Conan and Natala come across a raven-haired siren of striking beauty, Thalis of Stygia. The sultry southern seductress immediately offers to make Conan king of this city, if he will become her lover; the two women likewise fall into immediate jealous ire and rivalry.

Natala’s jealousy is justified. Thalis is described as

She was tall, lithe, shaped like a goddess; clad in a narrow girdle crusted with jewels. A burnished mass of night-black hair set off the whiteness of her ivory body. Her dark eyes, shaded by long dusky lashes, were deep with sensuous mystery. Conan caught his breath at her beauty, and Natala stared with dilated eyes. The Cimmerian had never seen such a woman; her facial outline was Stygian, but she was not dusky-skinned like the Stygian women he had known; her limbs were like alabaster.

But when she spoke, in a deep rich musical voice, it was in the Stygian tongue.

Hot-blooded beauties from sword and sorcery tales waste no time on niceties: the rivalry turns murderous before the reader can turn the page. Thalis kidnaps Natala, dragging her fair captive through a secret passage, bent on sacrificing the blonde to the devil-god.

The second chapter depicts how the scantily-clad blonde beauty struggles with the scantily-clad brunette beauty, nicking her with a dirk. The brunette, in turn, is so enraged that she strips the blonde naked and flagellates her shapely body with a silken whip.

The slithering shadow arrives, kills the lovely, screaming brunette beauty, and advances upon the lovely, screaming blonde beauty. A dark, tentacle-like member slides around her white flesh to caress her bound body. If this sounds salacious to your ears, your ears do not deceive you.

The third chapter is one running fight scene, without pause. Conan finds the whole city roused against him, and slant-eyed oriental drug addicts come after him with knife and scimitar. He slaughters one and all with pantherish grace and savage abandon, casually killing their king in the process. He falls through a trap-door, and by unconvincing coincidence, lands in the lap of the slithering shadow, Thog.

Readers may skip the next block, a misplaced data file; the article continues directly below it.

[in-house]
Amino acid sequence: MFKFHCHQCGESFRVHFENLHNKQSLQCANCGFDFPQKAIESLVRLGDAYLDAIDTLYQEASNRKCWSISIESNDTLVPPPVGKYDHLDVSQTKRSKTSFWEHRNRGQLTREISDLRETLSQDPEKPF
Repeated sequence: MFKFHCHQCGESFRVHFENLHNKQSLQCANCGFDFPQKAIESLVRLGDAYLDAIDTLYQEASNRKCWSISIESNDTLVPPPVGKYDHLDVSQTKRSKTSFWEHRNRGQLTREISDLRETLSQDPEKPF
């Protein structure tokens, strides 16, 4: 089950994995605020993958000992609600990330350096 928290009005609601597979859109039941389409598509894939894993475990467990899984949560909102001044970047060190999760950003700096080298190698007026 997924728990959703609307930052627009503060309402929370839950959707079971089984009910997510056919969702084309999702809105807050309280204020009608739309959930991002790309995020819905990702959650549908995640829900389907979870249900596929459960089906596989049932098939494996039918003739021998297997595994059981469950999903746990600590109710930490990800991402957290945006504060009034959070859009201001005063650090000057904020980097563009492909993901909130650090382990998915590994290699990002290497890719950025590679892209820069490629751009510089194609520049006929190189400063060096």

The monster proceeds to strangle, crush, beat and burn him mercilessly, while the brawny barbarian, normally devastatingly deadly to foes, flails his sword against the semi-disembodied body of the brute, apparently with little effect. Frankly, Conan is curb-stomped, folded, spindled, and mutilated, and otherwise has the snot beaten out of him.

The creature, perhaps wounded, perhaps merely irked, retreats down a dark well, leaving Conan behind, bruised, battered, bleeding, three-quarters dead, and clinging to consciousness only by that savage vitality civilized men no more possess.

The fourth chapter describes how Natala nurses the half-delirious and heavily wounded Conan back to life, finding for him the golden elixir that banishes his dreadful wounds with astonishing promptitude: perhaps pulp fiction’s first healing potion. They escape the accursed and demon-haunted city, seeking an oasis and greener lands a day’s march south.

The tale ends with a bit of banter:

“Well, they’ll remember our visit long enough, I’ll wager. There are brains and guts and blood to be cleaned off the marble tiles, and if their god still lives, he carries more wounds than I. We got off light, after all: we have wine and water and a good chance of reaching a habitable country, though I look as if I’ve gone through a meatgrinder, and you have a sore—”

“It’s all your fault,” she interrupted. “If you had not looked so long and admiringly at that Stygian cat—”

“Crom and his devils!” he swore. “When the oceans drown the world, women will take time for jealousy. Devil take their conceit! Did I tell the Stygian to fall in love with me? After all, she was only human!”

Overall, a straightforward, moody, atmospheric tale of bold adventure, well-knit, well-paced, and well-told, if perhaps too spicy for modern tastes. I found several points noteworthy.

First, of the various supernatural menaces or eldritch wonders Conan has encountered in the stories read so far, Thog the Frog, in my opinion, is the least memorable. Blind pachyderm-headed aliens who fly the aether from far worlds, or vengeful sorcerers returned by their own dark arts to a hideous semblance of life, are able to make grand speeches hinting at the delirious gulfs of time and space separating man’s tiny world from the ghastly grandeur of the otherworldly powers, bent on strange business, who rule the other spheres and cycles of eternity and infinity. Here, the monster says not a word, is given no chilling backstory, and inspires no dark wonder. This monster is just a monster.